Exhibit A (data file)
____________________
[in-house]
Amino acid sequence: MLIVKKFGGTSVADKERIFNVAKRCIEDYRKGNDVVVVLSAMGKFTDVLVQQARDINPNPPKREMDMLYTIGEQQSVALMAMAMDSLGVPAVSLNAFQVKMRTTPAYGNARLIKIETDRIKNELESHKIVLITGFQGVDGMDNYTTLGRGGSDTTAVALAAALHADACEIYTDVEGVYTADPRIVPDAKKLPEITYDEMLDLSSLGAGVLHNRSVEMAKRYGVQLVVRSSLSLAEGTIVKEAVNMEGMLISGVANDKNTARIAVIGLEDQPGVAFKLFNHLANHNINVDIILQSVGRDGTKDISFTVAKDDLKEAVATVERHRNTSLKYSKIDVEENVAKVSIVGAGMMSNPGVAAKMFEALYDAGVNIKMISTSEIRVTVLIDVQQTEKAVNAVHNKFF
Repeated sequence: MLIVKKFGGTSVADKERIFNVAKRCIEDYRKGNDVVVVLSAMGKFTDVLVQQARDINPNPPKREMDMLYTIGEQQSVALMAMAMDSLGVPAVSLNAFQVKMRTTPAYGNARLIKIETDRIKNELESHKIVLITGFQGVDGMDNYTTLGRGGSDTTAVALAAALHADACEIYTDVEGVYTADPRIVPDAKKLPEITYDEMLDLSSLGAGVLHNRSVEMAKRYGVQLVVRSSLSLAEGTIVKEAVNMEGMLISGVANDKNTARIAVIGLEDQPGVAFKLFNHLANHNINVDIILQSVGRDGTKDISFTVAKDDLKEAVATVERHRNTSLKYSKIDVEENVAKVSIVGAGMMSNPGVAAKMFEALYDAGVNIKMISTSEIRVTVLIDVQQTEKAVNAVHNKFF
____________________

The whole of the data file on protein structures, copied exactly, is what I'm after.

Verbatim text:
[in-house]
Amino acid sequence: MLIVKKFGGTSVADKERIFNVAKRCIEDYRKGNDVVVVLSAMGKFTDVLVQQARDINPNPPKREMDMLYTIGEQQSVALMAMAMDSLGVPAVSLNAFQVKMRTTPAYGNARLIKIETDRIKNELESHKIVLITGFQGVDGMDNYTTLGRGGSDTTAVALAAALHADACEIYTDVEGVYTADPRIVPDAKKLPEITYDEMLDLSSLGAGVLHNRSVEMAKRYGVQLVVRSSLSLAEGTIVKEAVNMEGMLISGVANDKNTARIAVIGLEDQPGVAFKLFNHLANHNINVDIILQSVGRDGTKDISFTVAKDDLKEAVATVERHRNTSLKYSKIDVEENVAKVSIVGAGMMSNPGVAAKMFEALYDAGVNIKMISTSEIRVTVLIDVQQTEKAVNAVHNKFF
Repeated sequence: MLIVKKFGGTSVADKERIFNVAKRCIEDYRKGNDVVVVLSAMGKFTDVLVQQARDINPNPPKREMDMLYTIGEQQSVALMAMAMDSLGVPAVSLNAFQVKMRTTPAYGNARLIKIETDRIKNELESHKIVLITGFQGVDGMDNYTTLGRGGSDTTAVALAAALHADACEIYTDVEGVYTADPRIVPDAKKLPEITYDEMLDLSSLGAGVLHNRSVEMAKRYGVQLVVRSSLSLAEGTIVKEAVNMEGMLISGVANDKNTARIAVIGLEDQPGVAFKLFNHLANHNINVDIILQSVGRDGTKDISFTVAKDDLKEAVATVERHRNTSLKYSKIDVEENVAKVSIVGAGMMSNPGVAAKMFEALYDAGVNIKMISTSEIRVTVLIDVQQTEKAVNAVHNKFF